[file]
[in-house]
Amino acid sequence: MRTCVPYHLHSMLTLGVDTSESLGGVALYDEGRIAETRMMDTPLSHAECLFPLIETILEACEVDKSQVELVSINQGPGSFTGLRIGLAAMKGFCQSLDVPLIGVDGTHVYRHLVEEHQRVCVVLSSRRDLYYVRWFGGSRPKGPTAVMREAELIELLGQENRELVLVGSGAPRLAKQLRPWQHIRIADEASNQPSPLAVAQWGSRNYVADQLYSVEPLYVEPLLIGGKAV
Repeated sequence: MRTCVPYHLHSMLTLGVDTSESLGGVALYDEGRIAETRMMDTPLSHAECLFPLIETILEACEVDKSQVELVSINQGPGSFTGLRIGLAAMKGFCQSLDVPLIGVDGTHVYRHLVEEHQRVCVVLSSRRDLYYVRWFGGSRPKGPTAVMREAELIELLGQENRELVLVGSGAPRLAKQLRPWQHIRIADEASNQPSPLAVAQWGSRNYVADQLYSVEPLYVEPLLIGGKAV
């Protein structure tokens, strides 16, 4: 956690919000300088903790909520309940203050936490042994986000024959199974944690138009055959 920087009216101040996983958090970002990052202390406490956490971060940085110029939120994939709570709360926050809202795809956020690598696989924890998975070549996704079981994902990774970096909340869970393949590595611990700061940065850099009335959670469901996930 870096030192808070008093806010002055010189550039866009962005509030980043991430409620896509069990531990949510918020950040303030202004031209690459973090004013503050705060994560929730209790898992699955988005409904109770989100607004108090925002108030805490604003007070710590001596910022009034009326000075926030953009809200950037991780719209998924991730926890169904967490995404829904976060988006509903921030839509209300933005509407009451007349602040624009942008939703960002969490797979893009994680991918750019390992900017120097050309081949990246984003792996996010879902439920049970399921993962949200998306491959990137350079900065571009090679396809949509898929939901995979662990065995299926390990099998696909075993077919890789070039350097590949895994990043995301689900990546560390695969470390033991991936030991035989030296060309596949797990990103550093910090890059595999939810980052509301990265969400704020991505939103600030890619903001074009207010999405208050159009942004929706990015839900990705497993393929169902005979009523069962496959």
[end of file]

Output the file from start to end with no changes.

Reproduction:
[in-house]
Amino acid sequence: MRTCVPYHLHSMLTLGVDTSESLGGVALYDEGRIAETRMMDTPLSHAECLFPLIETILEACEVDKSQVELVSINQGPGSFTGLRIGLAAMKGFCQSLDVPLIGVDGTHVYRHLVEEHQRVCVVLSSRRDLYYVRWFGGSRPKGPTAVMREAELIELLGQENRELVLVGSGAPRLAKQLRPWQHIRIADEASNQPSPLAVAQWGSRNYVADQLYSVEPLYVEPLLIGGKAV
Repeated sequence: MRTCVPYHLHSMLTLGVDTSESLGGVALYDEGRIAETRMMDTPLSHAECLFPLIETILEACEVDKSQVELVSINQGPGSFTGLRIGLAAMKGFCQSLDVPLIGVDGTHVYRHLVEEHQRVCVVLSSRRDLYYVRWFGGSRPKGPTAVMREAELIELLGQENRELVLVGSGAPRLAKQLRPWQHIRIADEASNQPSPLAVAQWGSRNYVADQLYSVEPLYVEPLLIGGKAV
């Protein structure tokens, strides 16, 4: 956690919000300088903790909520309940203050936490042994986000024959199974944690138009055959 920087009216101040996983958090970002990052202390406490956490971060940085110029939120994939709570709360926050809202795809956020690598696989924890998975070549996704079981994902990774970096909340869970393949590595611990700061940065850099009335959670469901996930 870096030192808070008093806010002055010189550039866009962005509030980043991430409620896509069990531990949510918020950040303030202004031209690459973090004013503050705060994560929730209790898992699955988005409904109770989100607004108090925002108030805490604003007070710590001596910022009034009326000075926030953009809200950037991780719209998924991730926890169904967490995404829904976060988006509903921030839509209300933005509407009451007349602040624009942008939703960002969490797979893009994680991918750019390992900017120097050309081949990246984003792996996010879902439920049970399921993962949200998306491959990137350079900065571009090679396809949509898929939901995979662990065995299926390990099998696909075993077919890789070039350097590949895994990043995301689900990546560390695969470390033991991936030991035989030296060309596949797990990103550093910090890059595999939810980052509301990265969400704020991505939103600030890619903001074009207010999405208050159009942004929706990015839900990705497993393929169902005979009523069962496959």